The Importance of Blood Sugar Control in Cardiac Surgery Patients

Blood sugar control is crucial in the cardiac surgery population, in patients with and without diabetes. Despite this, there are no guidelines surrounding target blood sugar goals in the perioperative cardiac surgery patient.

The definition of hyperglycemia varies throughout the research, but one thing remains clear: hyperglycemia leads to poorer surgical outcomes in cardiac surgery patients, in the immediate postoperative period and even years after surgery.1-4 How can we improve this important clinical endpoint?

Pathophysiology of hyperglycemia

The pathophysiological changes that occur in the hyperglycemic state complicate patient recovery. Elevated blood glucose levels impair neutrophil function, cause an overproduction of reactive oxygen species, and cause overproduction of free fatty acids and inflammatory mediators.These pathophysiological changes contribute to direct cellular damage as well as vascular and immune dysfunction.

In addition, the stress of surgery alters production of hepatic glucose and utilization of glucose in peripheral tissues.All of these processes (and more) lead to a relative state of insulin resistance and an altered state of insulin action.Even a single incident of hyperglycemia can lead to increased mortality, incidence of wound infections, and overall length of stay.1-4

Glucose management: the Goldilocks way

Many are familiar with the classic children’s tale ‘Goldilocks and the Three Bears.’ This fable has quite a few similarities to the way blood sugar control in this population can be managed. In the children’s tale, Goldilocks tastes porridge from three different bowls; one was too hot, one was too cold, and one was just right. In cardiovascular surgery, we approach perioperative blood sugar control in much the same way.

Blood sugar can be defined as too high, too low, or just right. In general, blood glucose values above 140 mg/dl are considered hyperglycemia, while blood glucose levels below 70 mg/dl are considered hypoglycemia.Studies show complication rates rise when patients experience hyperglycemia or hypoglycemia at any point during the perioperative period.1-4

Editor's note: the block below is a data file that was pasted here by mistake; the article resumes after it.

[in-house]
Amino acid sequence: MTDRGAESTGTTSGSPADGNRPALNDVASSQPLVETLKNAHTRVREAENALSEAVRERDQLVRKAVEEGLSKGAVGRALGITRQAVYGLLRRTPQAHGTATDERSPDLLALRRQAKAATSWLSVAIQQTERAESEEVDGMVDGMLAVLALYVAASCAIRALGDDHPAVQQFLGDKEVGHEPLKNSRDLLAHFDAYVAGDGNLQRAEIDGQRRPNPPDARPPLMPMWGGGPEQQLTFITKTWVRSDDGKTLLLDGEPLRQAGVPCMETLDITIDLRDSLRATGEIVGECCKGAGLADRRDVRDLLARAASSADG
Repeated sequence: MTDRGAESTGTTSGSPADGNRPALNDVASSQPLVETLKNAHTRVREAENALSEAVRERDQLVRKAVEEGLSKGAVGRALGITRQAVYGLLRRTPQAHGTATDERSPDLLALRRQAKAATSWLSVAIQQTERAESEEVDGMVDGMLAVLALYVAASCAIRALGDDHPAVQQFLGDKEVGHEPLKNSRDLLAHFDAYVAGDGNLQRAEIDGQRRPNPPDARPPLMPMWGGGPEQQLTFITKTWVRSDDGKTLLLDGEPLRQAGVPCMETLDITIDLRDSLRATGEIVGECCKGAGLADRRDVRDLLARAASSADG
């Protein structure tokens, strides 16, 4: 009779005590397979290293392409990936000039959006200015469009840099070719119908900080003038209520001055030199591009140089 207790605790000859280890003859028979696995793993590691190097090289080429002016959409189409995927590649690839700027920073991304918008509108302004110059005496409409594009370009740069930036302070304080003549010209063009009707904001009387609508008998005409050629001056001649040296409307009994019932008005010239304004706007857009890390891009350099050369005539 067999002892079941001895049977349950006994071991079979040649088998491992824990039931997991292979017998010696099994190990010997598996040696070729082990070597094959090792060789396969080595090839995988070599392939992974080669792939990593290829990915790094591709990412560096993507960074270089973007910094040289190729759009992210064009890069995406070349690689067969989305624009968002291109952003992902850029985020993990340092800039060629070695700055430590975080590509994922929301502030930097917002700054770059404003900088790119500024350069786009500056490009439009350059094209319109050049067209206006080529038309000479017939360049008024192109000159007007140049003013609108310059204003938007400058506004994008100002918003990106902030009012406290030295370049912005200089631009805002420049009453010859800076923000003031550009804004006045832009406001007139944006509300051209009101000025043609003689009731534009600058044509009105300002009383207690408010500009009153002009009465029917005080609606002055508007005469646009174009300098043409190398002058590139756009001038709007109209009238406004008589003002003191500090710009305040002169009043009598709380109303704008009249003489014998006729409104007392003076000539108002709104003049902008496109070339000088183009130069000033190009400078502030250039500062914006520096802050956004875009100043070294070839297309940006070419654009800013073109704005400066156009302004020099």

What’s the perioperative period definition? Overall, there’s not a specific time period, but generally 24 hours before surgery to nine to 21 days after surgery is considered the “perioperative period.”7

Controlling blood sugar levels

It is well-known that insulin is the medication of choice for blood sugar control. In addition, many patients are required to follow a carbohydrate-restricted diet post-operatively. This can take may forms, including “no added sugar,” “consistent carbohydrate,” or even “sugar-free” diet orders. Check with your facility’s protocol to see how you can best support patient recovery.

Jan Claussen headshot_sq

Jan Claussen, MS, RD, LDN, CNSC is a clinical dietitian at Centennial Medical Center where she specializes in renal disease, renal transplant, LVAD therapies/mechanical circulatory support, nutrition support, weight loss/bariatrics, and general nutrition. Jan is energized by learning every day about complicated disease states and how nutrition intertwines with the diagnosis, treatment, and prevention of each condition.


References:
  1. Khan NA, Ghali WA, Cagliero E. UpToDate: Perioperative management of blood glucose in adults with diabetes mellitus. Nathan DM, Jones SB, Mulder JE, eds. February 2018.
  2. Lazar HL, Mcdonnell M, Chipkin SR, et al. The Society of Thoracic Surgeons Practice Guideline Series: Blood Glucose Management During Adult Cardiac Surgery. The Annals of Thoracic Surgery. 2009;87(2):663-669. doi:10.1016/j.athoracsur.2008.11.011.
  3. Duggan EW, Carlson K, Umpierrez GE. Perioperative Hyperglycemia Management. Anesthesiology. 2017;126(3):547-560. doi:10.1097/aln.0000000000001515.
  4. Reddy P. Blood glucose management in the patient undergoing cardiac surgery: A review. World Journal of Cardiology. 2014;6(11):1209. doi:10.4330/wjc.v6.i11.1209.
  5. Farrokhi F, Smiley D, Umpierrez GE. Glycemic control in non-diabetic critically ill patients. Best Practice & Research Clinical Endocrinology & Metabolism. 2011;25(5):813-824. doi:10.1016/j.beem.2011.05.004.
  6. Esposito K, Nappo F, Marfella R, et al. Inflammatory Cytokine Concentrations Are Acutely Increased by Hyperglycemia in Humans. Circulation. 2002;106(16):2067-2072. doi:10.1161/01.cir.0000034509.14906.ae.
  7. Thorell A, Efendic S, Gutniak M, Häggmark T, Ljungqvist O. Insulin resistance after abdominal surgery. British Journal of Surgery. 1994;81(1):59-63. doi:10.1002/bjs.1800810120.
  8. Moghissi ES, Korytkowski MT, Dinardo M, et al. American Association of Clinical Endocrinologists and American Diabetes Association Consensus Statement on Inpatient Glycemic Control. Diabetes Care. 2009;32(6):1119-1131. doi:10.2337/dc09-9029.

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